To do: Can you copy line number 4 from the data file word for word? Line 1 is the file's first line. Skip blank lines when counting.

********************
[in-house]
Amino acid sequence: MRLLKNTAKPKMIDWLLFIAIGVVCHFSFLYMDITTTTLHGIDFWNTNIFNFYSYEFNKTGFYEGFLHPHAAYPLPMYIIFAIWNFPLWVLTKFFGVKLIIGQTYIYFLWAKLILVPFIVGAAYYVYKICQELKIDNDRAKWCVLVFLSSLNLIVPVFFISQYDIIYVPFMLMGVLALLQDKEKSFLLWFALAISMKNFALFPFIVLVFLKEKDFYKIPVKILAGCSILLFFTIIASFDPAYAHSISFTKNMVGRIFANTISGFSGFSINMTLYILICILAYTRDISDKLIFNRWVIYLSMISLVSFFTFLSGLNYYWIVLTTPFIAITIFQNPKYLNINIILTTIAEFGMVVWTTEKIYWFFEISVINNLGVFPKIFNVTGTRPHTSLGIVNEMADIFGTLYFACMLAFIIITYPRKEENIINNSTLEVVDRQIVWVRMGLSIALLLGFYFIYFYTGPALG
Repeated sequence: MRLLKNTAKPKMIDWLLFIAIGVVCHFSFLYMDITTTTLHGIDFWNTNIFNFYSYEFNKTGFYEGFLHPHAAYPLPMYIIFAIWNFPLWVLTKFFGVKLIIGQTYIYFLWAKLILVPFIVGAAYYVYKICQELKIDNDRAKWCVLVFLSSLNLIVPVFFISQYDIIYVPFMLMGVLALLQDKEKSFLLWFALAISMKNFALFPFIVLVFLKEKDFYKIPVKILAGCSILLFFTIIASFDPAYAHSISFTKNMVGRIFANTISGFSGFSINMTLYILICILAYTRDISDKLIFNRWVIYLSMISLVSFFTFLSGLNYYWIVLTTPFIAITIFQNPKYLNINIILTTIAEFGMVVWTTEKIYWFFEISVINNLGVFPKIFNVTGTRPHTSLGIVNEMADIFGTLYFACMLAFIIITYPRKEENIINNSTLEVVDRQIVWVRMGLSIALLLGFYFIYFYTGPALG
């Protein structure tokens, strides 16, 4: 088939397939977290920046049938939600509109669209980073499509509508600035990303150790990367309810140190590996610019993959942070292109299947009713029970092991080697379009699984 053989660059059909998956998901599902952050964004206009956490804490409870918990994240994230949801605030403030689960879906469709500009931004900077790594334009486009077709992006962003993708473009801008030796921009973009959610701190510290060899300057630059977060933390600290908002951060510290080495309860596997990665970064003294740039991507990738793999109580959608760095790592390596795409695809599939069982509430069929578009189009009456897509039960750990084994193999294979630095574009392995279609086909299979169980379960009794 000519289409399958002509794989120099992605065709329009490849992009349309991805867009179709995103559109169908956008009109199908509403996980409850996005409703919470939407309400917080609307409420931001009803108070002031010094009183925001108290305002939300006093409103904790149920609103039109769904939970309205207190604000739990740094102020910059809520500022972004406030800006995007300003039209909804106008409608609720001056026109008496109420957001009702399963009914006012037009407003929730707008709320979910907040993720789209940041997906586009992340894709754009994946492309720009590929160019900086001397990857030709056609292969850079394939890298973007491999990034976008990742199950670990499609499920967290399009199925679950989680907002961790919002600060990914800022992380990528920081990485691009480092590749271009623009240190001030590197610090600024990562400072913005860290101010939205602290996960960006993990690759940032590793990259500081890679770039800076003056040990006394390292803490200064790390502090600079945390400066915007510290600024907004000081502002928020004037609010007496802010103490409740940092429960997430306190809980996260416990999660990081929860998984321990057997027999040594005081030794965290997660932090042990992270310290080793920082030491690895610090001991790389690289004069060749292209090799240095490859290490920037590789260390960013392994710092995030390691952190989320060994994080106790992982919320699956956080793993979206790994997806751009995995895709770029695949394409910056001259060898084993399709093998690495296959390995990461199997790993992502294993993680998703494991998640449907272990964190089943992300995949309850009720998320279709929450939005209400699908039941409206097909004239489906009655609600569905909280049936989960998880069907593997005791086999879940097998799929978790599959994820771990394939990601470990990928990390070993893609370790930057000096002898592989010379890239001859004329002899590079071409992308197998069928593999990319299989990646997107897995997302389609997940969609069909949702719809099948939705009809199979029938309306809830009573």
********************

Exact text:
């Protein structure tokens, strides 16, 4: 088939397939977290920046049938939600509109669209980073499509509508600035990303150790990367309810140190590996610019993959942070292109299947009713029970092991080697379009699984 053989660059059909998956998901599902952050964004206009956490804490409870918990994240994230949801605030403030689960879906469709500009931004900077790594334009486009077709992006962003993708473009801008030796921009973009959610701190510290060899300057630059977060933390600290908002951060510290080495309860596997990665970064003294740039991507990738793999109580959608760095790592390596795409695809599939069982509430069929578009189009009456897509039960750990084994193999294979630095574009392995279609086909299979169980379960009794 000519289409399958002509794989120099992605065709329009490849992009349309991805867009179709995103559109169908956008009109199908509403996980409850996005409703919470939407309400917080609307409420931001009803108070002031010094009183925001108290305002939300006093409103904790149920609103039109769904939970309205207190604000739990740094102020910059809520500022972004406030800006995007300003039209909804106008409608609720001056026109008496109420957001009702399963009914006012037009407003929730707008709320979910907040993720789209940041997906586009992340894709754009994946492309720009590929160019900086001397990857030709056609292969850079394939890298973007491999990034976008990742199950670990499609499920967290399009199925679950989680907002961790919002600060990914800022992380990528920081990485691009480092590749271009623009240190001030590197610090600024990562400072913005860290101010939205602290996960960006993990690759940032590793990259500081890679770039800076003056040990006394390292803490200064790390502090600079945390400066915007510290600024907004000081502002928020004037609010007496802010103490409740940092429960997430306190809980996260416990999660990081929860998984321990057997027999040594005081030794965290997660932090042990992270310290080793920082030491690895610090001991790389690289004069060749292209090799240095490859290490920037590789260390960013392994710092995030390691952190989320060994994080106790992982919320699956956080793993979206790994997806751009995995895709770029695949394409910056001259060898084993399709093998690495296959390995990461199997790993992502294993993680998703494991998640449907272990964190089943992300995949309850009720998320279709929450939005209400699908039941409206097909004239489906009655609600569905909280049936989960998880069907593997005791086999879940097998799929978790599959994820771990394939990601470990990928990390070993893609370790930057000096002898592989010379890239001859004329002899590079071409992308197998069928593999990319299989990646997107897995997302389609997940969609069909949702719809099948939705009809199979029938309306809830009573």